For Fans Of
For our Invasion Fest 2016 review, former writer Nick Dominko said of Justice For The Damned’s set-of-the-day that “whenever JFTD drop a full-length album, it is going to be a massive deal for the hardcore scene in this country“. Oh, Nicky boy, if you only knew how right you were with those words, my friend. For with their much-anticipated debut LP, ‘Dragged Through The Dirt‘, Justice For The Damned have not only lived up to the local scene’s lofty hype placed upon them, but they’ve crushed every single inch of it beneath an incredibly aggressive wall-of-sound.
Throughout the 40 or so minute runtime of ‘Dragged Through The Dirt‘, JFTD do just that to any and all listeners that pass through the HM-2 built gates of their long-awaited record. Across this pummeling full-length, the Sydney quintet drags you kicking and screaming through a brutal muck of filthy guitars, crippling emotional lows, tortured lyrics, and unrelenting hardcore that continually pushes you deeper and deeper into the proverbial dirt. Once more capturing the gritty aesthetic and bleak sound that made ‘Deep Rotting Fear‘ such a standout tune, and in working with Ocean Grove’s Sam Bassal (instead of the perhaps obvious choice of Converge’s Kurt Ballou), this NSW five-piece has delivered an album that lays waste to much of their peers and competition. Both here in Australia and abroad.
From the grid-rigid, chaotic drumming to the chainsaw, scooped-mid riffage of the guitars that sound like they’re at their sheer breaking point due to how much bloody distortion has been soaked into them; from the band’s genuinely impactful and well-placed breakdowns to frontman Bobak Rafiee’s distorted, buzzing screams and savage pit calls – ‘Dragged Through The Dirt‘ isn’t here to fuck spiders.
The quintet’s instrumentals and vocals swing hard like a ten-tonne hammer and the lyrics strike just as hard and just as painfully deep. The 11-track release takes zero prisoners in its gloriously heavy process of grinding from song to song, all of which are well instrumentally balanced pieces whose production is fittingly raw and abrasive in its “messy” sonic makeup. While some may consider the sonics of this record near-unlistenable, toneless, or lacking in clarity (which wouldn’t be totally inaccurate to be fair), it’s a sonic dressing that presents Justice’s sound at its purest and most vehement form possible. As the sound and tone of ‘Dragged Through The Dirt‘ just wouldn’t work as well if Bassal had approached it like he would an Ocean Grove record, or if there was instead a Will Putney-like shine to this mix.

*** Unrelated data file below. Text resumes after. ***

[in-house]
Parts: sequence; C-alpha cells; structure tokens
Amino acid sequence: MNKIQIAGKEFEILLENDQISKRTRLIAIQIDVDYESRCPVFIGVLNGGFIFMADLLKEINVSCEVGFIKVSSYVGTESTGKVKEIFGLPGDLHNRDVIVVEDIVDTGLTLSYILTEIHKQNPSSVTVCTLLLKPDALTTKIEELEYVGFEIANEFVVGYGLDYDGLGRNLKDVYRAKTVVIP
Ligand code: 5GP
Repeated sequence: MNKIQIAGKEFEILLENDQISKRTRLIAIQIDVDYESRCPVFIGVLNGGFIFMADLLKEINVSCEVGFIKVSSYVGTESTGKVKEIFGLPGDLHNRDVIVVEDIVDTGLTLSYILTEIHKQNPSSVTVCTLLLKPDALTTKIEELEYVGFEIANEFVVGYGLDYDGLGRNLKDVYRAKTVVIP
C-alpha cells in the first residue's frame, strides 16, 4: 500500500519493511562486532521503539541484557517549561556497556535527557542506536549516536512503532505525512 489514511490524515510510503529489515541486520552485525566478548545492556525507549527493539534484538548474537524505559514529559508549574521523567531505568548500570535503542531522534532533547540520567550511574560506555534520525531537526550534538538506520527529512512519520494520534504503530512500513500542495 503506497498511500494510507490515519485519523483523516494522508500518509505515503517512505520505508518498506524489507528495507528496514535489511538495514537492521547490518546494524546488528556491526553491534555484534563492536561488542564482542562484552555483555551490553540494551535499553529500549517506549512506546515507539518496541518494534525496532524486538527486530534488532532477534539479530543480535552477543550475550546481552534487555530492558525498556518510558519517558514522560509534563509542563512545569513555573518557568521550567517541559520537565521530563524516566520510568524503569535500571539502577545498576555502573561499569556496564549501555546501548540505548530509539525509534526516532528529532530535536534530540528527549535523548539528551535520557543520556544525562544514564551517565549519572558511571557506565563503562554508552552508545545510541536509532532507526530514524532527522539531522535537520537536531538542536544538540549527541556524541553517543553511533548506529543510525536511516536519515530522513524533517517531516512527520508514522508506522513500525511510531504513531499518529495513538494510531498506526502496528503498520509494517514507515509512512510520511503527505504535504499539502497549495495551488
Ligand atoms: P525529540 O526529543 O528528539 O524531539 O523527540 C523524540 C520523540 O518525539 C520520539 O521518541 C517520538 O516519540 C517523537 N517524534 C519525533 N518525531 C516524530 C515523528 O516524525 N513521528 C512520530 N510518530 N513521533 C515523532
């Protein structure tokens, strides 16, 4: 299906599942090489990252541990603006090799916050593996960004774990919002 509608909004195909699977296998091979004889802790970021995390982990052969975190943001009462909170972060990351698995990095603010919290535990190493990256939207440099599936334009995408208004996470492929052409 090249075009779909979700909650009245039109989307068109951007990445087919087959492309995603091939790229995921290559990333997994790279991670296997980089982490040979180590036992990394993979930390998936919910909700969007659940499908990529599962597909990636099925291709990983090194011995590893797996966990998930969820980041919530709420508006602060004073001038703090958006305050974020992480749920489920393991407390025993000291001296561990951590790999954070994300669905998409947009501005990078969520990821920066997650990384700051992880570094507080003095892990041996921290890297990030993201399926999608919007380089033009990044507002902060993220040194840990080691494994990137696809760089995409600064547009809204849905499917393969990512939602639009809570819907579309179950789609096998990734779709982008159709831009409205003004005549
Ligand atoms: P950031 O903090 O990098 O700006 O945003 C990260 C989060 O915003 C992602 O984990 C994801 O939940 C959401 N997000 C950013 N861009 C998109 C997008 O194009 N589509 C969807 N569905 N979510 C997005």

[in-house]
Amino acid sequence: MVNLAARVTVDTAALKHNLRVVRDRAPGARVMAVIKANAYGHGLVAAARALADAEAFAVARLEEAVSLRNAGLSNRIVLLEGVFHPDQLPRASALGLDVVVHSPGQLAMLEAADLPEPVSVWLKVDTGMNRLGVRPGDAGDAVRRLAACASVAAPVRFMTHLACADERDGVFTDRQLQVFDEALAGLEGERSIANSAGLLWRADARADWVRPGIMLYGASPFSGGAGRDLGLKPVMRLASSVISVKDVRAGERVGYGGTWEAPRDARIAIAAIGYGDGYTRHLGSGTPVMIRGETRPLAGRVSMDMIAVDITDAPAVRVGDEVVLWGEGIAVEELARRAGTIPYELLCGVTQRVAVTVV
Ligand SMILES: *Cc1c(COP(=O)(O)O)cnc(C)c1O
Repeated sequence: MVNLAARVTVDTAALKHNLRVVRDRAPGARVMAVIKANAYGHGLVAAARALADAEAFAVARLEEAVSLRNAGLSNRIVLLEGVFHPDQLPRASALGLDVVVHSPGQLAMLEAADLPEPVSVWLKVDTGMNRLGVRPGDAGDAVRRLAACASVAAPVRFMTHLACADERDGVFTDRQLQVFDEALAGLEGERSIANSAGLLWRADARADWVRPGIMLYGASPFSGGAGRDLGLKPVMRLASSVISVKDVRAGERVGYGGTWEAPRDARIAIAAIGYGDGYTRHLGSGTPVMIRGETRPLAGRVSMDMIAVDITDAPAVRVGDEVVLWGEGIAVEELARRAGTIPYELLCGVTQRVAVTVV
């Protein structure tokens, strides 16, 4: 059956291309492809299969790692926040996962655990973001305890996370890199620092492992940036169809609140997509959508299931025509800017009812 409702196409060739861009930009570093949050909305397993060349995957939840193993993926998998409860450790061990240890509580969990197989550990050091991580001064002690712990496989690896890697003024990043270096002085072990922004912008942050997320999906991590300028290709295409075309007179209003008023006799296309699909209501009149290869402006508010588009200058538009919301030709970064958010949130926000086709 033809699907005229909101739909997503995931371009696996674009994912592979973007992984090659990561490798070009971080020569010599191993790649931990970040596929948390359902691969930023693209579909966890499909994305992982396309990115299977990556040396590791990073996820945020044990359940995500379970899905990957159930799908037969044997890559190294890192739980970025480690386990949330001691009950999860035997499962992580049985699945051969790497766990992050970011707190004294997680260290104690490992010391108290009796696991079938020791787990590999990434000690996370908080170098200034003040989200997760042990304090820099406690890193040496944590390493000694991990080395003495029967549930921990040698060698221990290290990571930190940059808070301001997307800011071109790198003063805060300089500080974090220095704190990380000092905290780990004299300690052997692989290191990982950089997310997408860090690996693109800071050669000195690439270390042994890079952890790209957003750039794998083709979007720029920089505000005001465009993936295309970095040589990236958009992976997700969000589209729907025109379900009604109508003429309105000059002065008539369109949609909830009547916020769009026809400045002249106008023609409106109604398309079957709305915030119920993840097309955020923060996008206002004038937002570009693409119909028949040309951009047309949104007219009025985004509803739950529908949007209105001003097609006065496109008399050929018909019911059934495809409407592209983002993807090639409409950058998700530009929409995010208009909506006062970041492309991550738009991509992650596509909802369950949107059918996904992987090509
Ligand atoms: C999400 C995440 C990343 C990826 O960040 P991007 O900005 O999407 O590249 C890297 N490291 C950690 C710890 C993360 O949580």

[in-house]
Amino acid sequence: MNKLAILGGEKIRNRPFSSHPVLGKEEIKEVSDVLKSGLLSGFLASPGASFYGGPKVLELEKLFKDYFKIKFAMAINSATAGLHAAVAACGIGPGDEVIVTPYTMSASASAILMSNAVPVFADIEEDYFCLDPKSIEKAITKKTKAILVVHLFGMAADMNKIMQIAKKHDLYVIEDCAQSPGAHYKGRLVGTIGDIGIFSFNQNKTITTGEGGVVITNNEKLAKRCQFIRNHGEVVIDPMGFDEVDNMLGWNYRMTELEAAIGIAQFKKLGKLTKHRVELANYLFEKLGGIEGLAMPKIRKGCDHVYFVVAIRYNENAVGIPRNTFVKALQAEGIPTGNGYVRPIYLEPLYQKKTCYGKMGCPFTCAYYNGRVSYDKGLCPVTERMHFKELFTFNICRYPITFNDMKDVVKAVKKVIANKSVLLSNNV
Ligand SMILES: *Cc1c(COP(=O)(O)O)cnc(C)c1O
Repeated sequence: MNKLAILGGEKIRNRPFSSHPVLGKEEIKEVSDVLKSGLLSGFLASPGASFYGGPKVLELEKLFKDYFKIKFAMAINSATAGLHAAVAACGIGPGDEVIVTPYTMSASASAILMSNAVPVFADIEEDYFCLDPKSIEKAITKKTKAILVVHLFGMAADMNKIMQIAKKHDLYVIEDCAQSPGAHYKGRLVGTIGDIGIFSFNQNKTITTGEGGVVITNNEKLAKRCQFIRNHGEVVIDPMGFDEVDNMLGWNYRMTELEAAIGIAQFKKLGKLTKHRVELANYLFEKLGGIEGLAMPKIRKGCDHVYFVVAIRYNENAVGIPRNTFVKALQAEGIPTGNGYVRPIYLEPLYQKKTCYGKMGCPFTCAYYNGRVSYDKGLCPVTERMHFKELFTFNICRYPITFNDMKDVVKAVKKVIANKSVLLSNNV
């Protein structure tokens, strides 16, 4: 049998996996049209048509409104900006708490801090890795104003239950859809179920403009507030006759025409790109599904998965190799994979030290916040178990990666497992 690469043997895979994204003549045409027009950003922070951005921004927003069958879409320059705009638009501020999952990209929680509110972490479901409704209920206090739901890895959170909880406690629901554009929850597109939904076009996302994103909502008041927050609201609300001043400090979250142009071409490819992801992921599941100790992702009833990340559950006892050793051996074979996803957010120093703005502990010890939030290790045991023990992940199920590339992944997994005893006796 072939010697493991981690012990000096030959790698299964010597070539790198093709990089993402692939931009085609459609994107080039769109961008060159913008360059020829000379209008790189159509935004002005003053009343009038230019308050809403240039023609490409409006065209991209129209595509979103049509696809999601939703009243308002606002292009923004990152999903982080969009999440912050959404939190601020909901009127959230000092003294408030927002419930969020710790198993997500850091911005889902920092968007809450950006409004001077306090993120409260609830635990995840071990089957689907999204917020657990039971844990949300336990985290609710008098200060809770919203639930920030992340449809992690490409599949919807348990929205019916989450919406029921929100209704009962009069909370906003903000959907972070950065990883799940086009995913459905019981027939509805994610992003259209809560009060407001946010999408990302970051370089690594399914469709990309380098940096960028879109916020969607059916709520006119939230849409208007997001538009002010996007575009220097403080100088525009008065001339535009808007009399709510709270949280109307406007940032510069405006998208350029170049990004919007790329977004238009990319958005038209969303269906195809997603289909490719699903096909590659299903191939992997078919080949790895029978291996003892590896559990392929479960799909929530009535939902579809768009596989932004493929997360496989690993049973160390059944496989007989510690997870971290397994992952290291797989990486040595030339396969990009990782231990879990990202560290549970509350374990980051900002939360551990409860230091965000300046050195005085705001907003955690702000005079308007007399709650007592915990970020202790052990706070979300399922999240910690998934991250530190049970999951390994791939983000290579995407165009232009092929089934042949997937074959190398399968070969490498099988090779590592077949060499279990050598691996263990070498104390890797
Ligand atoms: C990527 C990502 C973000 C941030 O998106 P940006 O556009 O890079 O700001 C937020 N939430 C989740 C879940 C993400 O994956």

Now, as you can probably guess, ‘Dragged Through The Dirt‘ isn’t a diverse nor contrast-heavy listening experience.
The only moments of reprieve one receives are: the darkened, dual melodic guitars in the first half of the Biblically mammoth ‘Beyond The Pale‘, the rise and fall ambient effects at the end of early game stand out ‘Demon‘, the random electronic drum/trap section at the end of ‘It Will Always Be My Fault‘ (it’s only on the album version as an FYI), the odd-little piano track that is ‘For Your Eyes Only‘ (performed by guitarist Nathan Kershaw), and the quiet lull of the non-distorted guitars and creeping ambience that wraps up album closer, ‘Bearing The Crown Of Lies‘. Yet I’d argue that this record’s lack of musical variety is exactly why it’s just so fuckin’ solid and consistent, as up until ‘For Your Eyes Only‘, you’ve got eight balls-to-the-walls bangers. Your new gym playlist, these songs surely are! And even with these brief retreats into shelter from the fuzzy sonic violence, Justice’s music does operate at its strongest when the band are driving full-throttle through their immense hardcore sandstorm and I know that the band knows this.
Besides, if you’re coming to a record like ‘Dragged Through The Dirt‘ looking for vast instrumental and melodic variation, then I must say that you’ve done fucked up, son, and I award you no points.